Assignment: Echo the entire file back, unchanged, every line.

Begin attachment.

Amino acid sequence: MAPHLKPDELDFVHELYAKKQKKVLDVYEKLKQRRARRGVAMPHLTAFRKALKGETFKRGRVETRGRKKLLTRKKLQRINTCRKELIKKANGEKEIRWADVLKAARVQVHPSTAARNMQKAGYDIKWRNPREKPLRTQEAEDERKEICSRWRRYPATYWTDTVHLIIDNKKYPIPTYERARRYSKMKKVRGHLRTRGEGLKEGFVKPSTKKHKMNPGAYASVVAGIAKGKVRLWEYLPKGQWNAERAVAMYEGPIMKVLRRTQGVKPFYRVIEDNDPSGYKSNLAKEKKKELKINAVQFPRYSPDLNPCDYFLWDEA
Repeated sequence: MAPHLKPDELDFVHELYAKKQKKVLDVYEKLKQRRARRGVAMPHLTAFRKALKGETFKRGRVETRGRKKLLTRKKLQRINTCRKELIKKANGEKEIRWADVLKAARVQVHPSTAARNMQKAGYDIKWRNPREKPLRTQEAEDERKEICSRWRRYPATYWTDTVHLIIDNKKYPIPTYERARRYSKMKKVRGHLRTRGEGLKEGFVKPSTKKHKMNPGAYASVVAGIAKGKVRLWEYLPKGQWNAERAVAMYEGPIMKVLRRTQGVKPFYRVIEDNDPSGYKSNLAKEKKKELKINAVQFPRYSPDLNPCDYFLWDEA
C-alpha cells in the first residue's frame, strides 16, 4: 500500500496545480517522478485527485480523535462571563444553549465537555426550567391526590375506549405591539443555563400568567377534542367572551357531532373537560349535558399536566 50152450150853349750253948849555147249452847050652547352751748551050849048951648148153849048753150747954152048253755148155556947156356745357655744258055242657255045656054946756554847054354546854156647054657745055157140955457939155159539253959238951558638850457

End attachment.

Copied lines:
Amino acid sequence: MAPHLKPDELDFVHELYAKKQKKVLDVYEKLKQRRARRGVAMPHLTAFRKALKGETFKRGRVETRGRKKLLTRKKLQRINTCRKELIKKANGEKEIRWADVLKAARVQVHPSTAARNMQKAGYDIKWRNPREKPLRTQEAEDERKEICSRWRRYPATYWTDTVHLIIDNKKYPIPTYERARRYSKMKKVRGHLRTRGEGLKEGFVKPSTKKHKMNPGAYASVVAGIAKGKVRLWEYLPKGQWNAERAVAMYEGPIMKVLRRTQGVKPFYRVIEDNDPSGYKSNLAKEKKKELKINAVQFPRYSPDLNPCDYFLWDEA
Repeated sequence: MAPHLKPDELDFVHELYAKKQKKVLDVYEKLKQRRARRGVAMPHLTAFRKALKGETFKRGRVETRGRKKLLTRKKLQRINTCRKELIKKANGEKEIRWADVLKAARVQVHPSTAARNMQKAGYDIKWRNPREKPLRTQEAEDERKEICSRWRRYPATYWTDTVHLIIDNKKYPIPTYERARRYSKMKKVRGHLRTRGEGLKEGFVKPSTKKHKMNPGAYASVVAGIAKGKVRLWEYLPKGQWNAERAVAMYEGPIMKVLRRTQGVKPFYRVIEDNDPSGYKSNLAKEKKKELKINAVQFPRYSPDLNPCDYFLWDEA
C-alpha cells in the first residue's frame, strides 16, 4: 500500500496545480517522478485527485480523535462571563444553549465537555426550567391526590375506549405591539443555563400568567377534542367572551357531532373537560349535558399536566 50152450150853349750253948849555147249452847050652547352751748551050849048951648148153849048753150747954152048253755148155556947156356745357655744258055242657255045656054946756554847054354546854156647054657745055157140955457939155159539253959238951558638850457